This course focuses on issues raised by such questions as: what is "The Market" and how does it really work? How is the market for securities trading structured in the United States? How did it get to where it is today? What is the effect of "globalization" on our markets and on non-U.S. markets? Where do we go from here in terms of structure and regulatory policy and how should we get there?
As the title indicates, we will examine the development, structure, operation and regulation of the various components of the U.S. capital market and the legal and policy questions raised by the various constituencies participating in the market (e.g., broker-dealers; investment banks; institutional investors, including mutual funds, hedge funds, pension funds, banks, and insurance companies; and private investors and issuers) and the regulatory regimes that have been imposed on them. We shall review the evolution, growth and current structure of the securities markets themselves: the NYSE, NASDAQ, the ECNs, and the options and futures markets. For example, how did we get from the NYSE's "closed club" of privileged members with exclusive access to the trading floor, with fixed commission rates and specialists, floor traders and odd-lot brokers executing buy and sell orders on the exchange floor, using an "open outcry" form of trading model, to the freer, electronic, more competitive, and more open markets we see today? We will review the SEC's progress in fashioning intermarket standards through the "NMS" and other rule-making efforts on "soft dollars" directed brokerage and other market practices. What are the appropriate goals and policies for the future given the national and regional differences over appropriate regulatory standards?
The recent "merger" of the NYSE with the EU-based Euronext (joining the Amsterdam, Paris, Brussels, and Lisbon exchanges) and the, thus far, failed effort of NASDAQ to join with the London Stock Exchange, or the possible emergence of another EU consortium of exchanges led by Frankfurt, exemplify the velocity of change in the markets, as well as the benefits and possible consequences of "globalization" of securities markets and financial service entities, that is currently taking place. The consolidation of financial services firms, both in the U.S. (e.g., BlackRock-Merrill Lynch, J.P. Morgan-Chase) and in foreign markets (e.g., Deutsche Bank and its U.S. affiliates), as well as the acquisition (and now sale) of U.S. public companies by non-U.S. companies (e.g., Daimler-Chrysler) all raise regulatory, operational and economic issues worthy of consideration. Further, such matters as the effects of Sarbanes-Oxley and recent securities regulatory reporting, disclosure and offering reforms, the limits of "stabilization" and the role of the antitrust laws in the context of relevant securities regulations, as well as the due diligence duties of underwriters, affect the markets in the U.S. and abroad. All of these matters deserve examination, and an understanding of these issues in the context of a global market is important to persons interested in the functioning of capital markets; coordination of securities regulatory standards, including disclosure, accounting and enforcement issues; and efforts to resolve existing differences in process and substantive issues.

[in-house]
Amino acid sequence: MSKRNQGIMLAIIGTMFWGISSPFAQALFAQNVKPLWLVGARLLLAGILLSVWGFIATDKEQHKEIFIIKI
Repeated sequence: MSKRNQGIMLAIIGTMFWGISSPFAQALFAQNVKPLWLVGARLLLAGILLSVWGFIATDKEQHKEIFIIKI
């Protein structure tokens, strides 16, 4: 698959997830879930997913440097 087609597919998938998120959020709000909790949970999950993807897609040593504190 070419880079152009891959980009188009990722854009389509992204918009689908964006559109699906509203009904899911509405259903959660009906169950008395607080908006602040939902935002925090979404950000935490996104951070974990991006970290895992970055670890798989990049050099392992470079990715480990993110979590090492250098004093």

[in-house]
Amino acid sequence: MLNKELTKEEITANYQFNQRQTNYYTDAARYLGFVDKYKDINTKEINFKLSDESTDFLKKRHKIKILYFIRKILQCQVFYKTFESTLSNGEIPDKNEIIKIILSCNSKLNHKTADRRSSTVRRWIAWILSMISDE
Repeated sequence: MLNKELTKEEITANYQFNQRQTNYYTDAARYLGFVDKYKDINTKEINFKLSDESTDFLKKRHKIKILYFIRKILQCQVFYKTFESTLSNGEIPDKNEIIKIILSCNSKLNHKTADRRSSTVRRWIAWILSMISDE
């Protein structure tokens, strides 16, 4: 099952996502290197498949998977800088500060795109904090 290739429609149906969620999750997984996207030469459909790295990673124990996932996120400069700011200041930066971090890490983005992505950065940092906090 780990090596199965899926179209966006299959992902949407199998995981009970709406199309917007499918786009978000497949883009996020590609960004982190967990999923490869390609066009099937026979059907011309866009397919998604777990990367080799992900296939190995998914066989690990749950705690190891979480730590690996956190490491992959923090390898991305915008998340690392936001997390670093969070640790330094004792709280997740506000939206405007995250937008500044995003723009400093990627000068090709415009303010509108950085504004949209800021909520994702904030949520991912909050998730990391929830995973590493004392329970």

Selected financial service executives and government officials will discuss the role, operation and regulatory policies that affect their organizations and their view of the future for the financial services industry.
Section Offerings for 2012-13
|L8231-001||12F||Capital Markets: Development, Structure, and Policies|
|M. Eisenberg||T 4:20 PM-6:10 PM||GRHL 546|
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